Mangoes originated in Southeast Asia or India, and India is still the primary producer (it grows more mangoes than all other fruits combined). Latin American countries and the Caribbean islands are also avid consumers of this luscious fruit. When ripe, the flesh is soft and exceptionally juicy, to the point where eating a mango can be a fairly messy business. But the taste is matchless, somewhat like a mix of peach and pineapple, only sweeter than either.


The size of a mango depends on the variety; it is not an indicator of quality or ripeness. Although there are differences in colour according to variety, most mangoes start off green and develop patches of gold, yellow, or red as they ripen. A ripe mango will yield to slight pressure when held between your hands. The skin should show a blush of either yellow-orange or red, which will increase in area as the fruit ripens. A completely greenish grey skin indicates that the mango will not ripen properly.

A perfectly ripe mango will have an intense, flowery fragrance; it should not smell fermented or have overtones of turpentine. Black speckles on the skin are characteristic of this fruit as it ripens, but an over abundance of black spots on a ripe mango may indicate damage to the flesh beneath. A loose or shriveled skin is also a sign of a mango past its prime.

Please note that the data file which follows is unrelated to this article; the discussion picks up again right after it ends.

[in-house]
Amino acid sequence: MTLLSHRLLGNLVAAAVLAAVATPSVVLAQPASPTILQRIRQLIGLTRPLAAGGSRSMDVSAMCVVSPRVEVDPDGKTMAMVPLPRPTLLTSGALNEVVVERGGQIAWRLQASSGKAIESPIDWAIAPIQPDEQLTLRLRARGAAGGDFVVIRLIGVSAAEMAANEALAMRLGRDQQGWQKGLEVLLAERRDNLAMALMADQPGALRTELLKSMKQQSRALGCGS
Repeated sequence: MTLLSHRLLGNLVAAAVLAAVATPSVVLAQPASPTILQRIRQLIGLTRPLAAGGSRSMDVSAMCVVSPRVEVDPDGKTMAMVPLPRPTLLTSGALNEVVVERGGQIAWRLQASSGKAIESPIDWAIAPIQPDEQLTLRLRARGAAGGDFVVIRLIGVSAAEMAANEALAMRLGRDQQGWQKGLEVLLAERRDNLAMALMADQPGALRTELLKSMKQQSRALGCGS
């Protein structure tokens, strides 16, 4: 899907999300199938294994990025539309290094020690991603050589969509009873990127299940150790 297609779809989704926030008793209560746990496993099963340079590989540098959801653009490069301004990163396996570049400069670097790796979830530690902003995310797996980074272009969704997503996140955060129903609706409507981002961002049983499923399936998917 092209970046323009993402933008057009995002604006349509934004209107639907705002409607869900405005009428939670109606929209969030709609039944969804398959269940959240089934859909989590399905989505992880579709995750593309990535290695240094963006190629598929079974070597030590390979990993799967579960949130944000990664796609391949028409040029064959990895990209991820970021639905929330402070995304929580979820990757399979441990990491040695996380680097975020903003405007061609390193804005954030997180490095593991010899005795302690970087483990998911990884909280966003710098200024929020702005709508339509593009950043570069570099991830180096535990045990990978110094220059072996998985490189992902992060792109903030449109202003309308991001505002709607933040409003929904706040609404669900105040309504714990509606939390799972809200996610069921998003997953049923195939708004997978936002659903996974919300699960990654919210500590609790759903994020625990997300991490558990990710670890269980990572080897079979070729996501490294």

Leave underripe mangoes at cool room temperature for a few days to soften and sweeten, very warm temperatures can cause an off flavour to develop. Place two mangoes in a paper bag to speed ripening (or, if you don't have two mangoes, put another fruit such as an apple or banana in with the mango). Ripe mangoes will keep for two to three days in the refrigerator.

Because the mango flesh clings to both the sturdy skin as well as the large, flat stone in the middle, it can be a challenge to peel and pit. For flatter types of mangoes, hold the fruit stem-end up, with one of the narrow ends facing you. Cut vertically on one side of the pit. Then cut another slice off the other side of the pit; a band of fruit will remain around the pit. Use a paring knife to carefully loosen each half-fruit from its thick skin, then slice it. (Or, without peeling the fruit, score the flesh of each half into cubes, being careful not to slice through the skin; then turn the fruit inside-out so the cut side pops outward, and slice the cubes off the skin.) Cut away the band of fruit left around the pit, then peel off the skin.

To slice a rounder mango, concentrate on one side of the fruit at a time: Hold the mango in your hand and score the skin into four lengthwise portions, then peel each quarter section like a banana. After peeling, slice the flesh where you scored it, then run the knife under it to free it from the pit; carefully remove the flesh. Treat the other side of the fruit the same way.